The script for Jacob's Ladder is loosely based on Ambrose Bierce's short story "An Occurrence at Owl Creek Bridge". It was written by Bruce Joel Rubin (Ghost), but Lynn did a number of corrections to it before shooting of the film began.
The BZ drug mentioned at the end of the film apparently refers to a real substance called 3-quinuclidinyl benzilate, which the U.S. Army tested during the Vietnam War.
Jacob's Ladder Blu-ray, Video Quality
Presented in its original aspect ratio of 1.85:1, encoded with MPEG-4 AVC and granted a 1080p transfer, Adrian Lyne's Jacob's Ladder arrives on Blu-ray courtesy of British distributors Optimum Home Entertainment.
This is a solid high-definition transfer, arguably one of the very best from the budget catalog releases Optimum Home Entertainment have produced. Fine object detail is consistently good, clarity pleasing, even during the nightmares/dark sequences, and contrast levels consistent. The close-ups look strong - fine grain is easily noticeable, though occasionally some extremely mild noise is mixed with it. Edge-enhancement is never a serious issue of concern. More importantly, neither is macroblocking, which was one of the key issues with the R1 SDVD release of Jacob's Ladder Artisan Entertainment produced quite some time ago. Colors look soft and warm, but also natural. There are no stability issues to report in this review. Finally, I noticed a couple of tiny flecks early into the film, but I did not see any large cuts, stains, marks, or warps. All in all, this is a very good release of a wonderful film that has endured some quite problematic treatments during the years. (Note: This is a Region-B "locked" Blu-ray disc. Therefore, you must have a native Region-B or Region-Free PS3 or SA in order to access its content).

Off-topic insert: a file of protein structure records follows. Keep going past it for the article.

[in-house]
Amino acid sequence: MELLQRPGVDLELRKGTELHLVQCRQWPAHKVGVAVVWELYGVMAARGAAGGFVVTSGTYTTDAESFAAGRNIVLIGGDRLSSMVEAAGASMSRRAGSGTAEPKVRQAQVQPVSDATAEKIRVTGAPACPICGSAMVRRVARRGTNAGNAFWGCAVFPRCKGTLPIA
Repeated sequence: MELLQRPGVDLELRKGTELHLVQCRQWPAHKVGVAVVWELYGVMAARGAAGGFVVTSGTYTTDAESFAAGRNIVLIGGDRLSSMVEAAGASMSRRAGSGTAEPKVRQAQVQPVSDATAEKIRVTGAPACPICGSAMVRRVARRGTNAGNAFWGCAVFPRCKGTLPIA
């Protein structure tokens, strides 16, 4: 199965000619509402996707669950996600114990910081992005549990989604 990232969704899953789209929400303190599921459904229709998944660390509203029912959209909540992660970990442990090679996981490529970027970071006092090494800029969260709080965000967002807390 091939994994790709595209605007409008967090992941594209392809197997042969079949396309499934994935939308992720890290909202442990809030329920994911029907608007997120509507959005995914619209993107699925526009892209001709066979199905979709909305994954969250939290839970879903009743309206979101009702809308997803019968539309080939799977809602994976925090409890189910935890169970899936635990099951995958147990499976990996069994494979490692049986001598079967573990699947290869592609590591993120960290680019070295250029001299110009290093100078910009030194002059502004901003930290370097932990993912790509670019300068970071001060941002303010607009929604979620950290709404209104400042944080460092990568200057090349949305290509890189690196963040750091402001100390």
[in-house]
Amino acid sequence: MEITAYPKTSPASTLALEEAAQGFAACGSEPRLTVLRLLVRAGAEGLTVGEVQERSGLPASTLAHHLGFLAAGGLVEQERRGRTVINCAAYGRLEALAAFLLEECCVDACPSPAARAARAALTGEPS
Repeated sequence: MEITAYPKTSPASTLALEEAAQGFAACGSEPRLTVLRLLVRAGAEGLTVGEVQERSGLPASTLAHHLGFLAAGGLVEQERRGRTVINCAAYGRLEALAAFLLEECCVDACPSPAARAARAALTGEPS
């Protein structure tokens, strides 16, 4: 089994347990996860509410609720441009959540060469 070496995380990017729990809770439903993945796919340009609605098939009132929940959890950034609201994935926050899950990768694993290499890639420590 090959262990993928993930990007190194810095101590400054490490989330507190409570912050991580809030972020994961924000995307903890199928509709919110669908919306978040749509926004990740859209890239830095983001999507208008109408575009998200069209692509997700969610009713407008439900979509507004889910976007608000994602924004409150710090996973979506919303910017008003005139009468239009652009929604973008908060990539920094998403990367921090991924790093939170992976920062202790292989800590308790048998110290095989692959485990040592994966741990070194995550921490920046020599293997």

Jacob's Ladder Blu-ray, Audio Quality
There are two audio tracks on this Blu-ray disc: English DTS-HD Master Audio 5.1 and English LPCM 2.0. For the record, Optimum Home Entertainment have not provided optional English subtitles for the main feature.
I chose to view the film with the English LPCM 2.0 track, and was quite pleased by its solid dynamic amplitude. Maurice Jarre's wonderful ambient soundtrack benefits greatly from it, and many of Jacob's nightmares are now as disturbing as they have ever been. Generally speaking, the dialog is crisp, clean and very easy to follow.
The English DTS-HD Master Audio 5.1 track offers a slightly better mid-low range dynamics, but surround activity is not impressive. The dialog is as crisp and clean as it is on the English LPCM 2.0 track and there are no balance issues with Maurice Jarre's soundtrack.
Jacob's Ladder Blu-ray, Special Features and Extras
Most unfortunately, there are absolutely no supplemental features to be found on this Blu-ray disc whatsoever.
Jacob's Ladder Blu-ray, Overall Score and Recommendation
British director Adrian Lyne achieved international success with his Flashdance and Fatal Attraction, but I consider Jacob's Ladder to be his best work. Even today, the film remains just as thought-provoking and engaging as it was during the early 90s. The Blu-ray disc herein reviewed, though without any supplemental features, looks and sounds solid. It is, however, Region-B "locked". VERY HIGHLY RECOMMENDED.
Jacob's Ladder Blu-ray, News and Updates
• Optimum's January-March Blu-ray Slate - November 6, 2009
Optimum Home Entertainment is set to release over a dozen films on Blu-ray in the UK between January and March 2010. Titles run the gamut of genres, from Nouvelle vague to George A. Romero's latest zombie escapade to 1970s erotica. No information on disc specs, ...